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Another great image from Webb: filaments of dust and gas swirling in the Small Magellanic Cloud

Another great image from Webb: filaments of dust and gas swirling in the Small Magellanic Cloud

the Small Magellanic Cloud A nearby dwarf galaxy, our own galaxy, the Milky Way, has an irregular shape (abnormal) Galaxy Companion. found in it NGC 346 A stunning star-forming region cataloged by NASA, the European Space Agency and the Canadian Space Agency From the James Webb Space Telescope (James Webb Space Telescope – JWST) was captured by astronomers with several instruments. Previously, the Hubble Space Telescope measured this target in the visible range, and the James Webb Space Telescope measured it in the near infrared. This time, researchers have published a recording of JWST’s MIRI instrument, which operates in the mid-infrared wavelength range. The most distinctive formations in the record are the bright spots hanging over the stunning lanes of gas and dust, in which young protostars merge.

One of the main strengths of the James Webb Space Telescope is that it allows specialists to get insight into the regions where stars are born. Budding stars develop into young stars deep in dense clouds of dust and gas that are unaffected by visible light. However, infrared light can now pass through these thick clouds, so astronomers can observe a lot of new things in many previously known star-forming regions using the new 6.5-meter Webb Space Telescope.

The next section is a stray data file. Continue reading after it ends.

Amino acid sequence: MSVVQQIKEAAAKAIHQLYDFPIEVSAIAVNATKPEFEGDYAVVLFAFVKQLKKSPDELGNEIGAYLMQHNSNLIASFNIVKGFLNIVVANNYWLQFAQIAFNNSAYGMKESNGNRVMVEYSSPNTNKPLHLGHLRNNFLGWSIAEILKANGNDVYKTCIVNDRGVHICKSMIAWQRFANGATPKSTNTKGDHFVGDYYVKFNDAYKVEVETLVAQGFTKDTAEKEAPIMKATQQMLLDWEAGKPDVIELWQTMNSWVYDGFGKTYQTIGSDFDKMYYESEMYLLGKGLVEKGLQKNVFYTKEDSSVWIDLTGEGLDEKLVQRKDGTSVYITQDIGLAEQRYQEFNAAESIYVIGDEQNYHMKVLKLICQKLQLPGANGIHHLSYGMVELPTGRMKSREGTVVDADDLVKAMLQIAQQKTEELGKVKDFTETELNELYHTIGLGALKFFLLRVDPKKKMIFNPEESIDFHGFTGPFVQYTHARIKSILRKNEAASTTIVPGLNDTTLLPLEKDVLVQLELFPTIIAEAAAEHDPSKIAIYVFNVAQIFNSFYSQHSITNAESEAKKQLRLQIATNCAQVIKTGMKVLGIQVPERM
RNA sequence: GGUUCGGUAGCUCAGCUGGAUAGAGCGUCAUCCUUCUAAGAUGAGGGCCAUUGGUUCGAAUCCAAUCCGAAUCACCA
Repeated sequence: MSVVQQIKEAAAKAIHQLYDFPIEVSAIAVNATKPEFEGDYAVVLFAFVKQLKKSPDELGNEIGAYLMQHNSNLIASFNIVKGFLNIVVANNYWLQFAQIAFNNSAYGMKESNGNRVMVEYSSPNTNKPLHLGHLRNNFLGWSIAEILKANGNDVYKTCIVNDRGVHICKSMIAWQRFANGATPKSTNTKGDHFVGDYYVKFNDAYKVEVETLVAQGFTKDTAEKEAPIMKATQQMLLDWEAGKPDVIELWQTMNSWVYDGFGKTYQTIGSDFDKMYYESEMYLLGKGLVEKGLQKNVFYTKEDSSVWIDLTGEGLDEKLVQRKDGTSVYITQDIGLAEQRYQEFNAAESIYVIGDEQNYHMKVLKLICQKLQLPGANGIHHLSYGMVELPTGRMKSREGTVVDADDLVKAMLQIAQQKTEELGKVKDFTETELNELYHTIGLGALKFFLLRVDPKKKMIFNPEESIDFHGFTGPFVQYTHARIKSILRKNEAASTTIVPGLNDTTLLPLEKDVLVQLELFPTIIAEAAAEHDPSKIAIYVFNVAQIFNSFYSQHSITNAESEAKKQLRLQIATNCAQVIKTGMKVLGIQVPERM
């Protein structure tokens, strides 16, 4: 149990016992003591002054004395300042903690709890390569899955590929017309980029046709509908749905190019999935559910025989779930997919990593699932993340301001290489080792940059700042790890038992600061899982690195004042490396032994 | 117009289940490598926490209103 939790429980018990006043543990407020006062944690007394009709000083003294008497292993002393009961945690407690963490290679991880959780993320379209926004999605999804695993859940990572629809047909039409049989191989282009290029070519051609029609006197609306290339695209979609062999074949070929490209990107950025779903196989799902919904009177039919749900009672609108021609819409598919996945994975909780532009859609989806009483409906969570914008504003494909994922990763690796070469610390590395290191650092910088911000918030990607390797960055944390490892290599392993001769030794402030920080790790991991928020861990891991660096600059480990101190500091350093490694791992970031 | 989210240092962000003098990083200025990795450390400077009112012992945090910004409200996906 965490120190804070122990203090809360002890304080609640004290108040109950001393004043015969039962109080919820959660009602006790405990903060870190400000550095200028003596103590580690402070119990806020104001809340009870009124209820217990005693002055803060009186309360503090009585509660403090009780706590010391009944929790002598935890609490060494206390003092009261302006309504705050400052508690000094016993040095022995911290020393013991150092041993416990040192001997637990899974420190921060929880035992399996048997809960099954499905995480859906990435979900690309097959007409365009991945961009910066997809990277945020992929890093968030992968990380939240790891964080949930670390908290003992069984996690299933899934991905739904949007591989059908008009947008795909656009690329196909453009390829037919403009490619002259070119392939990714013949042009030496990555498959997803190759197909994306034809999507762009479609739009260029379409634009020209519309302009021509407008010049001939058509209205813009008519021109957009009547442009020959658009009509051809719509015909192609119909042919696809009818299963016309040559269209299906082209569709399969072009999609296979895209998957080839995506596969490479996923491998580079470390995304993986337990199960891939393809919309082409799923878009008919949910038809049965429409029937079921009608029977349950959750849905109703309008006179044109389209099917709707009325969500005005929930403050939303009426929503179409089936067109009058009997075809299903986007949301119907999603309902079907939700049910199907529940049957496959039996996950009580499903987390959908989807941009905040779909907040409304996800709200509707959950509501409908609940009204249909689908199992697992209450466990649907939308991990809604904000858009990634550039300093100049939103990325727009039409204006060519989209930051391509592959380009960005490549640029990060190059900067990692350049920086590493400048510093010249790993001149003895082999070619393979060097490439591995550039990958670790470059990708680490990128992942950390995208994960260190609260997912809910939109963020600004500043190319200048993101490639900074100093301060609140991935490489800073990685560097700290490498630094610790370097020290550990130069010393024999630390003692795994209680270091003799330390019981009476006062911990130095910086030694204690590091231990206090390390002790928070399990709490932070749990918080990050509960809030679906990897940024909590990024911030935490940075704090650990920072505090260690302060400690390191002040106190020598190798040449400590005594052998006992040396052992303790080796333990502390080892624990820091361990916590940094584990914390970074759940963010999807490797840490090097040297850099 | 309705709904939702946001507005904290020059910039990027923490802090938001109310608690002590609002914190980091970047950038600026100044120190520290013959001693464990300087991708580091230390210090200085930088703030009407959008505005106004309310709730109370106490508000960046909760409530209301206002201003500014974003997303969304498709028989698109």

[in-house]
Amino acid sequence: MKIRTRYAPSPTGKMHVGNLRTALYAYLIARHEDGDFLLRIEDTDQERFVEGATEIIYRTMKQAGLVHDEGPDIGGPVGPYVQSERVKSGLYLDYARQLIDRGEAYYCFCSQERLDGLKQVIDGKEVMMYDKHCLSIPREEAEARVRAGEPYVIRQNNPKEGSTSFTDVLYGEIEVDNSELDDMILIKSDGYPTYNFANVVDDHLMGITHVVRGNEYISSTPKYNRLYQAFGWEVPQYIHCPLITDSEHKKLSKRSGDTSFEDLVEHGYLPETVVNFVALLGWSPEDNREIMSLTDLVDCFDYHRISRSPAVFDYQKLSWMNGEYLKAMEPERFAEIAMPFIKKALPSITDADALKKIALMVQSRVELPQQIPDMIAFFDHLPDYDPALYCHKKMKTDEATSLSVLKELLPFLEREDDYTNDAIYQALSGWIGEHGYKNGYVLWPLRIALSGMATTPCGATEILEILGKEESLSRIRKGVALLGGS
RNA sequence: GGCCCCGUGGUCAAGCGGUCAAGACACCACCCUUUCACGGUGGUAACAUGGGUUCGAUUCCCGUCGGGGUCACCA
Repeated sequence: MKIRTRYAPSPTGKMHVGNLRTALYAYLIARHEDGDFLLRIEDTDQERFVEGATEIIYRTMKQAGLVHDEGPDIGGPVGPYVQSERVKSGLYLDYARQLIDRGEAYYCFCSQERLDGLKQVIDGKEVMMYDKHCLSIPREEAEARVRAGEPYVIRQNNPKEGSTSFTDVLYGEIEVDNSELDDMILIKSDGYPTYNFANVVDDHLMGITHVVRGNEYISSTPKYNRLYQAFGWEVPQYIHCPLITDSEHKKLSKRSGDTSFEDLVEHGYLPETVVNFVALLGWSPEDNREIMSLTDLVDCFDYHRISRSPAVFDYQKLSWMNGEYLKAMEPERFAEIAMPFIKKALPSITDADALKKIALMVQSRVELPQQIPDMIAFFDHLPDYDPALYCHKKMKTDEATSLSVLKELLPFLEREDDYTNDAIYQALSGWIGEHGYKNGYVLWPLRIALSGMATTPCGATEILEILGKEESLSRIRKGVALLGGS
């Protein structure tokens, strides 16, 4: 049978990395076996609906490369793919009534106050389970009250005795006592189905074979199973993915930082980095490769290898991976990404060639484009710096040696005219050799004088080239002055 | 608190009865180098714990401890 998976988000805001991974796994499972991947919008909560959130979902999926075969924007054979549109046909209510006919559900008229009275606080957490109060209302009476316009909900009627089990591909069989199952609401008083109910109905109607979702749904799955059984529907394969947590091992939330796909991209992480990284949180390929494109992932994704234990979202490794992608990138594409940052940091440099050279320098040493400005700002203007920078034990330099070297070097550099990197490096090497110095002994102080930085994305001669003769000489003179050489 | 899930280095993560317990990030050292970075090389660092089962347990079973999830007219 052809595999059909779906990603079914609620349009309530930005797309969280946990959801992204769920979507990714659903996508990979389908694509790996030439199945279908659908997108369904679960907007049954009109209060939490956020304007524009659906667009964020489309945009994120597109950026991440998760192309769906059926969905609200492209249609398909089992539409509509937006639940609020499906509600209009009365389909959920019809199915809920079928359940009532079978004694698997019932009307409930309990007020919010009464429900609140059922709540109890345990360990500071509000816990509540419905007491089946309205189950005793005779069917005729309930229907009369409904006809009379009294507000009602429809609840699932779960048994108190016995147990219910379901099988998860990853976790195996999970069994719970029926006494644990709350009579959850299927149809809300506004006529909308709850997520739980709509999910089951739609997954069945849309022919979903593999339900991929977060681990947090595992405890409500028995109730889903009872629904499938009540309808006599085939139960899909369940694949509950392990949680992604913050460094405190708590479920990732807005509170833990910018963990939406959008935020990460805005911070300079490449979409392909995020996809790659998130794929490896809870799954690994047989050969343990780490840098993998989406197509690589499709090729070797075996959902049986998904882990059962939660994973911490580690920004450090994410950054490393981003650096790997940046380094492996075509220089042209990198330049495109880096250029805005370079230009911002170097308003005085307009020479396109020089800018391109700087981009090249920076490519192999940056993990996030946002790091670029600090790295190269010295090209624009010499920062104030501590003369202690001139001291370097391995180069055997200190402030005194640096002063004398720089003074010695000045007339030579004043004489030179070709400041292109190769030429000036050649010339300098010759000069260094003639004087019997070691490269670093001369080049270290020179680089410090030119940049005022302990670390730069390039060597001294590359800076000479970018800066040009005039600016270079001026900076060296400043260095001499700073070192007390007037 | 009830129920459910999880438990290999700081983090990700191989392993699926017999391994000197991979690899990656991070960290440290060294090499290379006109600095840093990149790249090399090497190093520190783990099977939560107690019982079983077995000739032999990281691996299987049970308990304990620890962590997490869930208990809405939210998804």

The star-forming region of NGC 346 in the Small Magellanic Cloud in an infrared image from the James Webb Space Telescope. source:

As part of this research programme, the largest and brightest star cradle in the Small Magellanic Cloud, NGC 346, was examined using the James Webb Space Telescope. The Small Magellanic Cloud can also be seen with the naked eye in the Toucan constellation in the southern sky. This stellar city has a material composition older than the Milky Way, which means it contains less massive elements than our Galaxy, which are formed in nuclear fusion reactions that occur inside stars and in supernovae, and are returned to interstellar space.

Because the solid particles of interstellar dust are composed of heavier elements, including silicon and oxygen, astrophysicists had expected that the Small Magellanic Cloud would not contain significant amounts of dust. A new MIRI image taken by the James Webb Space Telescope, as well as a near-infrared image released in January, indicate that there is an abundant amount of dust in this region, contrary to expectations.

In the blue fibers visible in the false-color image above, there are silicate-containing dust particles, as well as soot-like particles. Polycyclic aromatic hydrocarbon Grains are concentrated. The most widespread red radiation comes from dust grains that have been further heated by the radiation of hotter, more massive stars in the core of the region. The white arc of light visible on the left edge of the image, in the center, is a reflection of the light of the star in the center of the arc. With a little searching, you can find many similar but fainter arcs of light in the photo. Brighter spots in the filaments indicate condensation of protostars. Astronomers counted the reddest sources and identified 1,001 point-like light sources. Most of these young stars are still basking in the mother cloud.

By combining near- and mid-infrared images from the James Webb Space Telescope, researchers can more accurately assess newly born stars and currently emerging stars in the dynamically evolving region. Through investigations into this nearby and precisely studyable region, but at the same time a region poor in heavier elements, specialists can also infer events in the early universe with the most active star formation.

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